Training in genitourinary medicine is still good, despite the Health and Social Care ActBMJ 2018; 360 doi: https://doi.org/10.1136/bmj.k783 (Published 23 February 2018) Cite this as: BMJ 2018;360:k783
- Margaret Kingston, co-chair, Specialist Advisory Committee of the Joint Royal Colleges of Physicians Training Board, and consultant genitourinary medicine1,
- Katia Prime, co-chair, Specialist Advisory Committee of the Joint Royal Colleges of Physicians Training Board, and consultant genitourinary medicine2
- 1Manchester University Hospitals NHS Trust, Hathersage Centre, Manchester M13 0FH, UK
- 2St George’s University Hospitals NHS Trust, London, UK
Training in genitourinary medicine has been affected by the tendering of sexual health services in England, but nationally it remains high quality, as shown by the annual General Medical Council survey of doctors in training.1 The uncertainty resulting from tendering has affected recruitment in recent years, but the figures are not as described by White2: in 2017, 55% of national training numbers were recruited in the first round, and 84% of training posts are full nationally.
Cases of HIV, sexually transmitted infections, and related conditions seen by genitourinary medicine doctors are increasing in complexity, and the HIV cohort is now ageing, with survival rates comparable to those in the general population. For this reason, the decision has been taken to move to dual training with general internal medicine as part of implementing the Shape of Training review by the Royal College of Physicians.
Current plans are to start when the new internal medicine training replaces core medical training in 2019. Trainees will complete the initial three years of internal medicine training and start higher specialist training in genitourinary medicine in 2022. This will broaden training in genitourinary medicine and offer trainees reaching the certificate of completion of training a wider scope of work. All trainees will be required to have the diploma of the Faculty of Sexual and Reproductive Healthcare, as they have done since 2010, to deliver the contraceptive services required in walk-in integrated sexual health services, usually commissioned by local authorities. Specialist contraceptive and community gynaecology services continue to be the remit of colleagues in sexual and reproductive health, and sexual assault referral centres provide care to victims of sexual attacks.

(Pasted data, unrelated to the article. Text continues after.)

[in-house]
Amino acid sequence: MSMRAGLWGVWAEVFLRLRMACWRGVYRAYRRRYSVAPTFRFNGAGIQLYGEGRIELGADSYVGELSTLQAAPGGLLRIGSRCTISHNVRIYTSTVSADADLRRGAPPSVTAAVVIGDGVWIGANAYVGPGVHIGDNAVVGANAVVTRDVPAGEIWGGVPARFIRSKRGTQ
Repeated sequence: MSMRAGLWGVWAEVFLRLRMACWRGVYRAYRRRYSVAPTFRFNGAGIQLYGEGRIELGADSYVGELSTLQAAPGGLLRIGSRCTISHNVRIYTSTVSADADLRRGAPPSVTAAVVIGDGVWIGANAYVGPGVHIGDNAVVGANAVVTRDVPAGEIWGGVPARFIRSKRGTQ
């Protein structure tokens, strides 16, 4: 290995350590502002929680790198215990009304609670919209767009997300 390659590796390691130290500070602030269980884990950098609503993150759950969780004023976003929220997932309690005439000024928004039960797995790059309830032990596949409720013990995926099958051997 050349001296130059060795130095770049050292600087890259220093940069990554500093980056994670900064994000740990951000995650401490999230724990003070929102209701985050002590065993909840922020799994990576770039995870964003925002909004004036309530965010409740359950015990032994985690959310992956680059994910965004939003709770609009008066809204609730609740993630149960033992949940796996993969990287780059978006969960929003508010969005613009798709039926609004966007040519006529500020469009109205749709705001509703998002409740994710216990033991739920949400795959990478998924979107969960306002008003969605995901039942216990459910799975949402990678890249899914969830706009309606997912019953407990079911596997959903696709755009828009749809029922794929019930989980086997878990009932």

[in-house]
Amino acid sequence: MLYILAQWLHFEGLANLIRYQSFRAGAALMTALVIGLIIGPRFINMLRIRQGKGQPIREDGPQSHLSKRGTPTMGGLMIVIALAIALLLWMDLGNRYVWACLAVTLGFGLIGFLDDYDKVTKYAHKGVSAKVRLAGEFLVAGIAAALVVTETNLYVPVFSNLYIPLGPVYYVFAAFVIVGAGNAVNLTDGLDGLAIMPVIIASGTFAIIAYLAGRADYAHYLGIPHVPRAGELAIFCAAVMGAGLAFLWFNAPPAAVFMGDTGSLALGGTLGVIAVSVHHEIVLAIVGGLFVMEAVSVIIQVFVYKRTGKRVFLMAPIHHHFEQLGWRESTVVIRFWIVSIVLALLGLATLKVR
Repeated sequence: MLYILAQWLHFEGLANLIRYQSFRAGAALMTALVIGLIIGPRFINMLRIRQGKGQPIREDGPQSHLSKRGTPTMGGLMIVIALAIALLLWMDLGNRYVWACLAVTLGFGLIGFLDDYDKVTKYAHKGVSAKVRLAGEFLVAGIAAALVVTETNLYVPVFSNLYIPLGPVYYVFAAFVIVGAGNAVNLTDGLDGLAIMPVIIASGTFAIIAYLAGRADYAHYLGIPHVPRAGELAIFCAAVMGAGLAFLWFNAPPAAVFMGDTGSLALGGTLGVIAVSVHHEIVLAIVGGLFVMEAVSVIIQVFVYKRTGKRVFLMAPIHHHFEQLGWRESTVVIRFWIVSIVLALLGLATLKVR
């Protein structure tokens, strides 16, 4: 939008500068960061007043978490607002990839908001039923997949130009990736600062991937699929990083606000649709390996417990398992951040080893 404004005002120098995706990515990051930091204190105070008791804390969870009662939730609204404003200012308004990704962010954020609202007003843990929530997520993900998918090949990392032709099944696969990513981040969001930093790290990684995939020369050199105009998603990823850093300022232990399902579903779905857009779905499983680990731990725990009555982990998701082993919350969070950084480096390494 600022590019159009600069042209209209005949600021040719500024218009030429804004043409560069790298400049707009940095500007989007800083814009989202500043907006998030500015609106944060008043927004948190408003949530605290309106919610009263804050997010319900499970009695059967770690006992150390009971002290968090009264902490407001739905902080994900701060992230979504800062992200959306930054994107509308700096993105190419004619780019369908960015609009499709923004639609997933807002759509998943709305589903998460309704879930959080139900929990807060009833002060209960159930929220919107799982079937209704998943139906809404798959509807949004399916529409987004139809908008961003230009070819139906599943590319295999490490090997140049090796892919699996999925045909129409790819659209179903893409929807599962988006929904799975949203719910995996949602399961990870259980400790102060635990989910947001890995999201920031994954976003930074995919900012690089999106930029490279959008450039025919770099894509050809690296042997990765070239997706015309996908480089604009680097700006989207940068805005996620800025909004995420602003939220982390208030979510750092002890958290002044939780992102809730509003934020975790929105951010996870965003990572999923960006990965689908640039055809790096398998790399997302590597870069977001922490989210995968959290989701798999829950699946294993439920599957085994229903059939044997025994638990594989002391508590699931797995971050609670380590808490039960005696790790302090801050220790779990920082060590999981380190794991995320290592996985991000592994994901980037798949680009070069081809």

Although genitourinary medicine has been challenged by unprecedented change, some of it driven by politics, commitment to supporting the training of junior colleagues and the wider multidisciplinary team remains to continue to provide the best care possible.
Competing interests: None declared.